Have apps or code that you have written yourself available in some publicly-available repository, such as GitHub, BitBucket, or Gitlab
Now you can apply and prepare yourself for the interviews!
Applying for an iOS developer job
The process generally has these five phases:
Initial screening interview with a recruiter or human resources person:
This is the first “filter” in the process
The recruiter or HR person looks at your “documentation”, usually your LinkedIn profile and resume, and matches that information with the position’s requirements
Remember, when dealing with recruiters, they make money when they successfully match a prospective employee with one of their clients
Technical screening interview, which could be in person or a call/chat:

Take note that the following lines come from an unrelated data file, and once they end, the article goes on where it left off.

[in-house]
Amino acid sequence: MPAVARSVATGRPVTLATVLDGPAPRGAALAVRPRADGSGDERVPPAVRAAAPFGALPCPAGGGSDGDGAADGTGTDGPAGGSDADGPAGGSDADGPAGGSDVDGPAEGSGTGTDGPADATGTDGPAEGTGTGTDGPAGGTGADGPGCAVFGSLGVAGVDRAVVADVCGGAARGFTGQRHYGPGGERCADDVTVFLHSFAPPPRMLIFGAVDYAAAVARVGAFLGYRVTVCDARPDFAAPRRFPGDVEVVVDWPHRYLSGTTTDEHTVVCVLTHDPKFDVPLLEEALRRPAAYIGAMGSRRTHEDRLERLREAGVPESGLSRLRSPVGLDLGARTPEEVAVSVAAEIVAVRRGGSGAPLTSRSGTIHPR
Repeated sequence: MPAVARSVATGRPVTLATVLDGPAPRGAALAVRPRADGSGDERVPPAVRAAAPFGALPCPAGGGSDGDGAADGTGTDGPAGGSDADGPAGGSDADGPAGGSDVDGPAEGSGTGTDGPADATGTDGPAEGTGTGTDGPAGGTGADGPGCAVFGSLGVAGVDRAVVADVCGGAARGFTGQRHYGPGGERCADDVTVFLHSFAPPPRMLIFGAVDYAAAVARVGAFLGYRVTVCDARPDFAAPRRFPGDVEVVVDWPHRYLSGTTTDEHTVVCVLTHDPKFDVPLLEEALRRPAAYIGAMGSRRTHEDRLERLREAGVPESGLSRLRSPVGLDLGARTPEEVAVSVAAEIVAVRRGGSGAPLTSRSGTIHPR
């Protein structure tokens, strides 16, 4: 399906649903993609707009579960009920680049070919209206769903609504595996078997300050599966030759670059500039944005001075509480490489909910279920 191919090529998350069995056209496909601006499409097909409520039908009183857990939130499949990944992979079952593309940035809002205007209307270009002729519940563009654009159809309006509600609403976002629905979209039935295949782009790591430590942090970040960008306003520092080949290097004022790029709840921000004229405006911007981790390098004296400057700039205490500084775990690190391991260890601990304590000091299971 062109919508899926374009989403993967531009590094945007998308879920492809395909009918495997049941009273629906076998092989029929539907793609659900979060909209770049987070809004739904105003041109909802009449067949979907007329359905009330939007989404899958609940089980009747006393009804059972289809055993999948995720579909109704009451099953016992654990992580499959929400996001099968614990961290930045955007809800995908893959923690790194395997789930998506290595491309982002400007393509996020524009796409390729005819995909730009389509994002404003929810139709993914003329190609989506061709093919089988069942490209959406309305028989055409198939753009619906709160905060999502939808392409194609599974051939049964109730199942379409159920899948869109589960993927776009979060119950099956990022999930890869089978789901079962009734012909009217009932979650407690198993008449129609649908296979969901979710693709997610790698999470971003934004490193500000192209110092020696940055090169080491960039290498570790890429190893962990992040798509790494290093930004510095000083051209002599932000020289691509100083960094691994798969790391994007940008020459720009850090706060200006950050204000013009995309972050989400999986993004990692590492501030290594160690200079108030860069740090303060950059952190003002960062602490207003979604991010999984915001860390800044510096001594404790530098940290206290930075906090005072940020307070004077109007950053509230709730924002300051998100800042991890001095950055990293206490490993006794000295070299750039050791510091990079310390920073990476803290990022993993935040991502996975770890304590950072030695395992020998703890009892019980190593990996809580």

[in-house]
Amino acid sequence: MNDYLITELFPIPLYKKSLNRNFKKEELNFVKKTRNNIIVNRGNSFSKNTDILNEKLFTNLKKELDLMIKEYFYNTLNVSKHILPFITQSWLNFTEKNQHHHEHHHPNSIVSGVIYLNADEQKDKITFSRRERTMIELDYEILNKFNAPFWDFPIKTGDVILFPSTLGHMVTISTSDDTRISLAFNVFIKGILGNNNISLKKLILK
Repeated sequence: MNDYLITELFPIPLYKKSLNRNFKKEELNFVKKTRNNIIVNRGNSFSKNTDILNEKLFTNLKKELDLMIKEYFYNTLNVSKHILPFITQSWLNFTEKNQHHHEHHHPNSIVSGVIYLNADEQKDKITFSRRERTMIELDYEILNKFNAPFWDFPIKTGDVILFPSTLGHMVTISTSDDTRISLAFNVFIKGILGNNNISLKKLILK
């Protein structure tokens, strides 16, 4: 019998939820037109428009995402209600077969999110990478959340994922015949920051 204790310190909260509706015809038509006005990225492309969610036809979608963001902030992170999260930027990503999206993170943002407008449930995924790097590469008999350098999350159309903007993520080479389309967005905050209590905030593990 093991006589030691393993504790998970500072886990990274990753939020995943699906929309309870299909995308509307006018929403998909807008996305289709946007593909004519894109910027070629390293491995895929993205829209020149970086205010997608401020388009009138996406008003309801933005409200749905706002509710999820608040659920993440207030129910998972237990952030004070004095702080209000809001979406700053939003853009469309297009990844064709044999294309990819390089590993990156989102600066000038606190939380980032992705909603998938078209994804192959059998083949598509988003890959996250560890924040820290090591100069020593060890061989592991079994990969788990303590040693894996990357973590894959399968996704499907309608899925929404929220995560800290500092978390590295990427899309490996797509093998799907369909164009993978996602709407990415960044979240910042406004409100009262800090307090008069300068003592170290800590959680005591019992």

A more in-depth look at your documentation by technical people
An interview with technical questions tailored to the required experience and company needs
Could include a post-interview real coding exercise
On-site technical interview:
General software development questions
iOS-specific development questions
Whiteboard or paper coding exercises
Read coding/exercise or app
On-site team interview:
Closing conversation with a recruiter or HR person:
The company informs you of their decision
Offer negotiation and offer letter
Make sure that whatever you negotiated is in writing is in the offer letter
If it’s not in writing, it doesn’t exist, especially dollar amounts! The general rule is: “the more specific, the better”
The iOS technical interview: What you should review
From high-level to low-level, here are the categories of questions that you’ll be asked in an iOS technical interview:
Algorithms and data structures
Tool (Xcode, instruments, Git, and so on)
Frameworks (iOS SDK, 3rd-party libraries)
Programming languages (Objective-C and Swift)